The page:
DESPITE MY GENERAL aversion to contemporary hip-hop, which long ago sold itself to mammon, becoming an even more conservative consumer product than traditional rock, every now and then I find myself gingerly testing the waters.
P-Money is New Zealand’s most celebrated turntablist-turned-producer/artist, and has been the background force behind a few of our biggest crossover hip hop hits, as well as coming up with an increasingly slick series of albums bearing his own name. But this is something different.
P-Money’s collaboration with New York rapper Buckshot is strictly old school. If you wished that hip-hop still sounded like early 1990s acts like Gang Starr, then BackPack Travels may appeal to your sensibilities.
The trouble is, what was novel back then sounds simply cheap and nasty now. In the early ‘90s, samples of old soul records against turntable ‘scratching’ and rapping sounded like the past being raided for the future. The grain of the samples, how they were edited into the mix, and even the type of sampling device all had an impact, and the flow and cadence of the rap, at its best, was somehow in concord with the piece’s constituent parts. Bass music with imported emotive content and someone who not only had something to say, but said it in an interesting way.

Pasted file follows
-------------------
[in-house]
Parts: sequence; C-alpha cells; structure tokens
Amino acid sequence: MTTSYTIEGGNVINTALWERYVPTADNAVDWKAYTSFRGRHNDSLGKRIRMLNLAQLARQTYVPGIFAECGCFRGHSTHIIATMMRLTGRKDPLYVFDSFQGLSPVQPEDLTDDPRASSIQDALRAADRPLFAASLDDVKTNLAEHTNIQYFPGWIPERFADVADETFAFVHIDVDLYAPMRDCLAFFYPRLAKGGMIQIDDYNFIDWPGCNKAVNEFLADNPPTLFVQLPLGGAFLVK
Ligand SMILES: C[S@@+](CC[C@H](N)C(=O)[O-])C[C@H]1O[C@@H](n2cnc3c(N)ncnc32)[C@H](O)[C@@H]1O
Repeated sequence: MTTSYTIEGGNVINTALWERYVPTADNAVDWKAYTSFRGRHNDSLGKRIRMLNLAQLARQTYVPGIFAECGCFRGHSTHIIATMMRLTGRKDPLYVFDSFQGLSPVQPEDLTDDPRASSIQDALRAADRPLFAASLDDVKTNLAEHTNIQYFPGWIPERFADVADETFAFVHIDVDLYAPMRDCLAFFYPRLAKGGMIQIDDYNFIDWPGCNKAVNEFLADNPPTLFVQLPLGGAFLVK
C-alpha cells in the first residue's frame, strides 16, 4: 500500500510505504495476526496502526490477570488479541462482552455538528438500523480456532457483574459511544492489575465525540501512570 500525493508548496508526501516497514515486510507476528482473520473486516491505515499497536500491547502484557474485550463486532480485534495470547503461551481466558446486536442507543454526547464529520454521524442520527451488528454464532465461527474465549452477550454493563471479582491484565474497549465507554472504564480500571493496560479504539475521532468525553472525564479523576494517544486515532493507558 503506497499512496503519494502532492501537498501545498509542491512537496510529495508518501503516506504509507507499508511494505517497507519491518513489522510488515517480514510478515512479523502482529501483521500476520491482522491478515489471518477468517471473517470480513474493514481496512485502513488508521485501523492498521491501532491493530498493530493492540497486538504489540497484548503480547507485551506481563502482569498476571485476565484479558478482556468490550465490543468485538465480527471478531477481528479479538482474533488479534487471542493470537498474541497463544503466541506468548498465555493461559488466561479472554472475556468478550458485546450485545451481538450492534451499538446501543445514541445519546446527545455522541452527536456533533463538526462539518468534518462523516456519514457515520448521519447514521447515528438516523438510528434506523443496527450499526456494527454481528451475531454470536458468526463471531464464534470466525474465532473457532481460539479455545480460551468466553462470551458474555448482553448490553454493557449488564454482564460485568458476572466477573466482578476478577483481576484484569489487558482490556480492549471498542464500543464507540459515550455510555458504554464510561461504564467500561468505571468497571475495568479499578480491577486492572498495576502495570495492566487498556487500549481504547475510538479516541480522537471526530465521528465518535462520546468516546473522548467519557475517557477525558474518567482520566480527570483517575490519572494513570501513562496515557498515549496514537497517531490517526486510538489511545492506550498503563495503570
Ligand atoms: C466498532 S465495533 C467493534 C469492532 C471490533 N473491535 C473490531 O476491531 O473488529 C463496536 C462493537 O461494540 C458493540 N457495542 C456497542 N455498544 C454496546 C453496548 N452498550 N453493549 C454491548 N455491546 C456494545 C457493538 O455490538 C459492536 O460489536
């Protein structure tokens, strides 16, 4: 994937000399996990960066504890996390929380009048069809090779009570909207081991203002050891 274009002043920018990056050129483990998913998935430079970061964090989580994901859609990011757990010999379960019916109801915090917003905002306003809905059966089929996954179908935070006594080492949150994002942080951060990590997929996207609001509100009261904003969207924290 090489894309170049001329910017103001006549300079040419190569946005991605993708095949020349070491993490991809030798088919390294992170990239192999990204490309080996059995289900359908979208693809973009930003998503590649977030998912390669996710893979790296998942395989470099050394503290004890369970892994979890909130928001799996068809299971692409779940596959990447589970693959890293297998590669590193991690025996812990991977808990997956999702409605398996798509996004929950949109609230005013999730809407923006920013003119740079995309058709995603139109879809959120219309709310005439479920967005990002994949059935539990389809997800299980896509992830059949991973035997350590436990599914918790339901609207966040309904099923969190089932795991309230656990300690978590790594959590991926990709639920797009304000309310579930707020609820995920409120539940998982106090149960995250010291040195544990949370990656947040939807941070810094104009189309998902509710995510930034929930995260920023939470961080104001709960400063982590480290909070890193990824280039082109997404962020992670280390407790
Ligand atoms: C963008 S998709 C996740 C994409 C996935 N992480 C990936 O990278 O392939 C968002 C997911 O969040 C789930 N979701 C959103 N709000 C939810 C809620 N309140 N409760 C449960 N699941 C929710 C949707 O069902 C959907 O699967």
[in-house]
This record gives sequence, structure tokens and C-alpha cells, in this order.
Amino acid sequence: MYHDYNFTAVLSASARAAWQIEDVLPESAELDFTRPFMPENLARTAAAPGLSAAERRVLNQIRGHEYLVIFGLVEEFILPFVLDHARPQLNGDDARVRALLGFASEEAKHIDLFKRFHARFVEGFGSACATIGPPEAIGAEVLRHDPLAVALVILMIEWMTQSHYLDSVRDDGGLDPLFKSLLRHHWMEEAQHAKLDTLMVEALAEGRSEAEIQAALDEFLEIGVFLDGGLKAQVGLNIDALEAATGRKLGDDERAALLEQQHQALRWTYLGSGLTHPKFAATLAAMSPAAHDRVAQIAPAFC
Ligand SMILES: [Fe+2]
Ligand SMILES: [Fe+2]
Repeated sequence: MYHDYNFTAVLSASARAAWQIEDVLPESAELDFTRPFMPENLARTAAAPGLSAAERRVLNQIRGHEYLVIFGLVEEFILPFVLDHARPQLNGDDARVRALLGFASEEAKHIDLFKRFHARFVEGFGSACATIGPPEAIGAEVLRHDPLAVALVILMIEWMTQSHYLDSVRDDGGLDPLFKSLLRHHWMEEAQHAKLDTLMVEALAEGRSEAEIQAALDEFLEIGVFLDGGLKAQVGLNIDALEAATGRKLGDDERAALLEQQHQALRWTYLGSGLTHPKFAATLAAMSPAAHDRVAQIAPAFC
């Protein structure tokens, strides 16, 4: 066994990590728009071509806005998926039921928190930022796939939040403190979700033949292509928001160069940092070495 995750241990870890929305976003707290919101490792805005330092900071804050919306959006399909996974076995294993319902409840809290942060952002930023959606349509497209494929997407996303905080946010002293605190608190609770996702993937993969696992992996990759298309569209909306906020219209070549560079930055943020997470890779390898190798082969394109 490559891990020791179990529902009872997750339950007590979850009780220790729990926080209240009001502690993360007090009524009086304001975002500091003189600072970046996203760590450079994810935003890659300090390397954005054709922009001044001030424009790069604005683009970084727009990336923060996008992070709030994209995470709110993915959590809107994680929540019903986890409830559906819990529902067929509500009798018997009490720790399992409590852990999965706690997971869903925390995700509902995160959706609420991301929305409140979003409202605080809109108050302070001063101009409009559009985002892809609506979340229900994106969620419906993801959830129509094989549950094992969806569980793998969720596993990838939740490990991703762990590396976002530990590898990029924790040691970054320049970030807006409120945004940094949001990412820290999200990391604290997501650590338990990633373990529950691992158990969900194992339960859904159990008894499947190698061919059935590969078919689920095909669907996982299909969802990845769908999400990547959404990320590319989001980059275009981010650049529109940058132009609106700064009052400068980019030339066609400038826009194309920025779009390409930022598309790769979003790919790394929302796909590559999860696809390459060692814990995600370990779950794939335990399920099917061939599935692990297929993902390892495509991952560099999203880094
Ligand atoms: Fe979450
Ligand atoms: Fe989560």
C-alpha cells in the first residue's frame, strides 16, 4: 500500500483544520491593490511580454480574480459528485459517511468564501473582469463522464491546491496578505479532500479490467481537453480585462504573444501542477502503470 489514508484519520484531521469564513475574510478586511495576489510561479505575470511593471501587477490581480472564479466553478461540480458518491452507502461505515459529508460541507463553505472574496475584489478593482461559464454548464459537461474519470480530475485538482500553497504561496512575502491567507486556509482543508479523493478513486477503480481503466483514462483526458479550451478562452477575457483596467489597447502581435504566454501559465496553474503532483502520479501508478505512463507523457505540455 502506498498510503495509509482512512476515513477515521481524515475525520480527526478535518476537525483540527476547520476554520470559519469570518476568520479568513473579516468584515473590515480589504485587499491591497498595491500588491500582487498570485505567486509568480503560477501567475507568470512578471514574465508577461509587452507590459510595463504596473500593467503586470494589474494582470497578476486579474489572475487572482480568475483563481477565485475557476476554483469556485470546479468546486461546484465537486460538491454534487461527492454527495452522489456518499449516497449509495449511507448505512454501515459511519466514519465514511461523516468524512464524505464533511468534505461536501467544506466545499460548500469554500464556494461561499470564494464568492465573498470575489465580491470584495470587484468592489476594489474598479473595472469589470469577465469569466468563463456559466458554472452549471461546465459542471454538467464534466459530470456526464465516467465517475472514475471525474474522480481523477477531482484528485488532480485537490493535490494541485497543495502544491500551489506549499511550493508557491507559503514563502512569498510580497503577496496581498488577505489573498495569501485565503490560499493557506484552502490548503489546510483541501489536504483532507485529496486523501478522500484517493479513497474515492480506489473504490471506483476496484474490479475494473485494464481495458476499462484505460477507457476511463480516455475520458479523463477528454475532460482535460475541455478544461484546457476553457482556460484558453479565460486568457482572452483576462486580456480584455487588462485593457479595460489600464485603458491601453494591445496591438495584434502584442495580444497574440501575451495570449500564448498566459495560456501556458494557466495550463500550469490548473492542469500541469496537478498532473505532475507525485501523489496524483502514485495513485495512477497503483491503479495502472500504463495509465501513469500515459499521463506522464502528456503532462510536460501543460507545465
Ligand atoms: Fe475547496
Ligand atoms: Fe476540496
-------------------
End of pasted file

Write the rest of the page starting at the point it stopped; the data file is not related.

It’s not that Buckshot raps badly, it’s just that he sounds like he’s going through the motions, like 99 percent of rappers in 2014, lacking a reason to exist. Within about five minutes, I found that a little voice in my head was going ‘shut up, shut up, SHUT THE FUCK UP!’ because these guys just don’t know when to quit, and I never, ever need to hear a phrase like “niggaz suck dick” or “story of the ‘hood” again, okay? Just about the only line that stood out, possibly for the wrong reason, was: “You want big money, big cars, big bars, big bras…” (Hey, if I got it wrong, I’m not apologizing. Life’s too short to have to listen to it again.) Having some instrumental intermissions may have helped, but instead, the inevitable guest rappers are given their five minutes each, including our own David Dallas.
But back to the production. It’s as though P-Money has decided to go all retro with all these wilted old samples of groaning soul emoters and divas (and flutes and yet more flutes and even a track called ‘Flutes’), but he’s completely missed the boat. Mostly, the production on those early ‘90s hip-hop records was fruity, big and lustrous, where Backpack Travels sounds thin, like he’s copied those samples from some lo-res files from the internet and jammed them into his software without any tweaking.
Look, in its sorry-ass corner of the hip-hop genre, it’s probably respectable in comparison to whatever else is going on. It’s popular, that’s for sure. It’s not a terrible record, but it’s not in the least bit distinguished, either. And those guys droning on and on: just learn to sing, will you? GARY STEEL
Sound = 2.5
Music = 2.5